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Ridding the Serious Fraud Office of its curse - July-05-12
Source: The Times - Law
Recruiting good professionals is within the reach of the new director of the SFO, and is the only way forward
The Serious Fraud Office’s decision to review the Barclay’s Libor fiddling case will test the mettle of David Green, QC, its new Director, who aspires to make City fraud prosecutions the hallmark of his four-year tenure. But can he escape the curse of the SFO – high vision dragged down by stumbling errors attributable to weak management that undermines investigative and legal professionalism? I hope so, which is why I suggest that the SFO, in considering whether to launch a criminal investigation into Barclays, follows the template for prosecution decision-making set out below. It is a set of questions that I have attempted to answer by using information disclosed in Barclays Non-Prosecution Agreement (NPA) with the US Department of Justice (DoJ).
First, does the SFO have jurisdiction? Yes. Barclays’s admission that some of its London traders and its senior managers fiddled the London Interbank Offered Rate (Libor), a benchmark interest rate used for worldwide trading in futures, options, swaps, etc, set and published in London, satisfies the legal test for jurisdiction.
Next, can Barclays’ admissions of fact in the NPA be used as evidence against it in a UK criminal prosecution of the bank? Yes – this is black letter law.
What conduct has Barclays admitted? In essence, some of its London and New York traders, who are barred from participating in the setting of Libor – which is the job of employees (called Libor submitters) with no interest in trading – colluded with submitters and traders in other banks to set Libor at ‘untrue’ rates. Why? To benefit deal-making activities, trading positions, and, in some instances, obtain higher compensation.
Did they know this was dishonest? The case of Trader-5 indicates yes. ‘This is the way you pull off deals like this’. ‘The trick is you must not do this alone … [D]on’t talk about it too much… [d]on’t make any noise about it please.’ ‘[T]his can backfire against us.’
Is there a criminal offence fitting this conduct? This sounds to me like ‘fraud by abuse of position’, Fraud Act 2006, Section 4, which applies to someone occupying a position that requires him to safeguard, or not to act against, the financial interests of another person, but who dishonestly abuses that position, intending to make a gain for himself or another.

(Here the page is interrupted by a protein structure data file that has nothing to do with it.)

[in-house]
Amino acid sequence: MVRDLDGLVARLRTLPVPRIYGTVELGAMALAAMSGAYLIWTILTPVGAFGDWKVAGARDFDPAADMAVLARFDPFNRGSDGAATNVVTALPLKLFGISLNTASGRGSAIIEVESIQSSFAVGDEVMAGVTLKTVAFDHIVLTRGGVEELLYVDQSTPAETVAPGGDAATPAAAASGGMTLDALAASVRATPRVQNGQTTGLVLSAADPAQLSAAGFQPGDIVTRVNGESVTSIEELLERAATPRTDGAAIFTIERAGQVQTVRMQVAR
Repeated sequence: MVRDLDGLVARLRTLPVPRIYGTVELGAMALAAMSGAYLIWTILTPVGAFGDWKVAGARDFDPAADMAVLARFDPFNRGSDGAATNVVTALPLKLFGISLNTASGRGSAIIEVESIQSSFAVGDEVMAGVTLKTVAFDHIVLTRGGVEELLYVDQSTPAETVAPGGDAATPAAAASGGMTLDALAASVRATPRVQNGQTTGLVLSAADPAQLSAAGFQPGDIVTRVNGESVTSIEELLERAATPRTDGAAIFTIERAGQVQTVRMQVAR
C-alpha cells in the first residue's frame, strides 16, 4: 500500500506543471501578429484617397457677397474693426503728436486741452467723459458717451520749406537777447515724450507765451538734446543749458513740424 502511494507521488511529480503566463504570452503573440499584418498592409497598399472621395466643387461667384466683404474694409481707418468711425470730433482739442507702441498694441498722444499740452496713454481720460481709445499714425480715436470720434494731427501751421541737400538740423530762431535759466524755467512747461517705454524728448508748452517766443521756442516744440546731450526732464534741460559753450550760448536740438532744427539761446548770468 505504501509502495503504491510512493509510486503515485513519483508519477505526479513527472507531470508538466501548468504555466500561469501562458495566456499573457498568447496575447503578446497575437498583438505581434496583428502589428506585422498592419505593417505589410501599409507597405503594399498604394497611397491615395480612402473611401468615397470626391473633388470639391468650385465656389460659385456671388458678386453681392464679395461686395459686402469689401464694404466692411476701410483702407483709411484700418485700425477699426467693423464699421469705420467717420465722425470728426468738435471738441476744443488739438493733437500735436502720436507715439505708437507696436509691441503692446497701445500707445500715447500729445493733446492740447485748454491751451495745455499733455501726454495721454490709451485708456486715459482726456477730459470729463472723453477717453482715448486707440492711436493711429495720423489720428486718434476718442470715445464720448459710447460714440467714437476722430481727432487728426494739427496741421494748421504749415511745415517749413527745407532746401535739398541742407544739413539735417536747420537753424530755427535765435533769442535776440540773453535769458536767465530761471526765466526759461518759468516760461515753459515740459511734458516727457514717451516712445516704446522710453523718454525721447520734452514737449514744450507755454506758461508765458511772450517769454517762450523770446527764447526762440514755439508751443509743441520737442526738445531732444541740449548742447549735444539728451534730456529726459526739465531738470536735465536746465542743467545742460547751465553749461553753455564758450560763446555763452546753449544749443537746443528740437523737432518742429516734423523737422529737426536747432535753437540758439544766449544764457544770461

Any other potential crimes? Other conduct by senior managers might possibly constitute ‘fraud by failing to disclose information that there was a legal duty to disclose with the intent to make a gain or cause a loss’ (Section 3) or ‘fraud by false representation’ (Section 2).
Would a prosecution be barred because the Fraud Act 2006 did not take effect until January 2007? No, the NPA discloses fiddled transactions taking place from 2005 to 2009. But before analysing these, decide your targets.
Who might these be? Clearly the traders, low-lying fruit, relatively easy to pick off as the DOJ has likely done much of this work. What about their bosses? Fairness in these circumstances dictates that the SFO should reach for the highest branches. The most likely route to developing evidence against the top of the tree is making witnesses out of those who followed instructions and utilising the provisions in SOCPA, Sections 71, 73 & 74 to ‘flip’ the traders so they give up their bosses, and developing independent evidence to corroborate their credibility.
Can the bank be prosecuted along with its directors? This complex public interest decision is now off the table due to SFO error. Although the SFO was created to prosecute serious company fraud, when the allegations against Barclays surfaced, it referred the case to the FSA apparently because it failed to grasp the huge public interest in investigating Barclay’s potential criminality.
True, at that time it was short of expert staff, distracted by the judicial review of its bumbling investigation into Vincent Tchenguiz, and fighting off a threatened merger with the National Crime Agency. But resources can always be rebalanced to reflect shifting priorities. By abdicating its responsibility to a regulator that did not analyse the case like a criminal prosecutor, the SFO was deprived of input into the decision of American prosecutors to agree an NFA, and its terms, with Barclays, a home-grown British bank headquartered in the UK – a relinquishment of sovereignty that American prosecutors would never have conceded were the shoe on the other foot.
The net result? Even if the SFO was to prove the complicity of directors, a sine qua non for charging the company, Barclays would invoke the doctrine of reasonable expectation, which most judges would consider sympathetically on fairness grounds since Barclays’ full co-operation was based on its understanding that no charges would be brought.
It actually requires savvy, senior lawyers and investigators to apply the seemingly simple decision-making template set out above and these are still in short supply at the SFO. The objective of recruiting good professionals is within the reach of its new director. I hope he pursues it with single-minded focus for this is the only way to rid the SFO of its curse.
The author, a former First Assistant District Attorney in the Manhattan DA’s Office and consultant on criminal justice reform, conducted an independent review of the SFO in 2008 after the SFO’s aborted investigation into bribery allegations against BAE over arms sales to Saudi Arabia.
The review was triggered by capacity concerns arising from the SFO’s aborted investigation into bribery allegations against BAE in connection with arms sales to Saudi Arabia.
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